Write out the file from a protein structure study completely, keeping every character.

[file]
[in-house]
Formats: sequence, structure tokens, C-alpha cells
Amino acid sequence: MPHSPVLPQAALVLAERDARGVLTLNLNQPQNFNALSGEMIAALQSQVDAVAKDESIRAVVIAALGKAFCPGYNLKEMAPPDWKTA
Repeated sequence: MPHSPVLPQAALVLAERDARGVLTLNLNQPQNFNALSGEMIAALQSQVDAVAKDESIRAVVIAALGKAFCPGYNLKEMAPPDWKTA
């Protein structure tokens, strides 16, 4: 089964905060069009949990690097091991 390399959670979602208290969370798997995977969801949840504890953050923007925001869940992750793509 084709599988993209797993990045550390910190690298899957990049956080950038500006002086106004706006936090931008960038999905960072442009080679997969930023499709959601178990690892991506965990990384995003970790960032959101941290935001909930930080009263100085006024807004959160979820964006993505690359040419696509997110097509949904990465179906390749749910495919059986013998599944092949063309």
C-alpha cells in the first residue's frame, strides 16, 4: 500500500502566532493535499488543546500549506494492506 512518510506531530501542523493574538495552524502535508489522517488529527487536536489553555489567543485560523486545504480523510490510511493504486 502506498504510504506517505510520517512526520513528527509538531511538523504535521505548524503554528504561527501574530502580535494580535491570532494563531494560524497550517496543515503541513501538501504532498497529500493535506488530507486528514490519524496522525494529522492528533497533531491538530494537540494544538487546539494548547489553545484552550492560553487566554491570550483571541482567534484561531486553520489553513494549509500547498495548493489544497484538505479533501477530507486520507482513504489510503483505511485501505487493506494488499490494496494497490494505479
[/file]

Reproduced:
[in-house]
Formats: sequence, structure tokens, C-alpha cells
Amino acid sequence: MPHSPVLPQAALVLAERDARGVLTLNLNQPQNFNALSGEMIAALQSQVDAVAKDESIRAVVIAALGKAFCPGYNLKEMAPPDWKTA
Repeated sequence: MPHSPVLPQAALVLAERDARGVLTLNLNQPQNFNALSGEMIAALQSQVDAVAKDESIRAVVIAALGKAFCPGYNLKEMAPPDWKTA
């Protein structure tokens, strides 16, 4: 089964905060069009949990690097091991 390399959670979602208290969370798997995977969801949840504890953050923007925001869940992750793509 084709599988993209797993990045550390910190690298899957990049956080950038500006002086106004706006936090931008960038999905960072442009080679997969930023499709959601178990690892991506965990990384995003970790960032959101941290935001909930930080009263100085006024807004959160979820964006993505690359040419696509997110097509949904990465179906390749749910495919059986013998599944092949063309």
C-alpha cells in the first residue's frame, strides 16, 4: 500500500502566532493535499488543546500549506494492506 512518510506531530501542523493574538495552524502535508489522517488529527487536536489553555489567543485560523486545504480523510490510511493504486 502506498504510504506517505510520517512526520513528527509538531511538523504535521505548524503554528504561527501574530502580535494580535491570532494563531494560524497550517496543515503541513501538501504532498497529500493535506488530507486528514490519524496522525494529522492528533497533531491538530494537540494544538487546539494548547489553545484552550492560553487566554491570550483571541482567534484561531486553520489553513494549509500547498495548493489544497484538505479533501477530507486520507482513504489510503483505511485501505487493506494488499490494496494497490494505479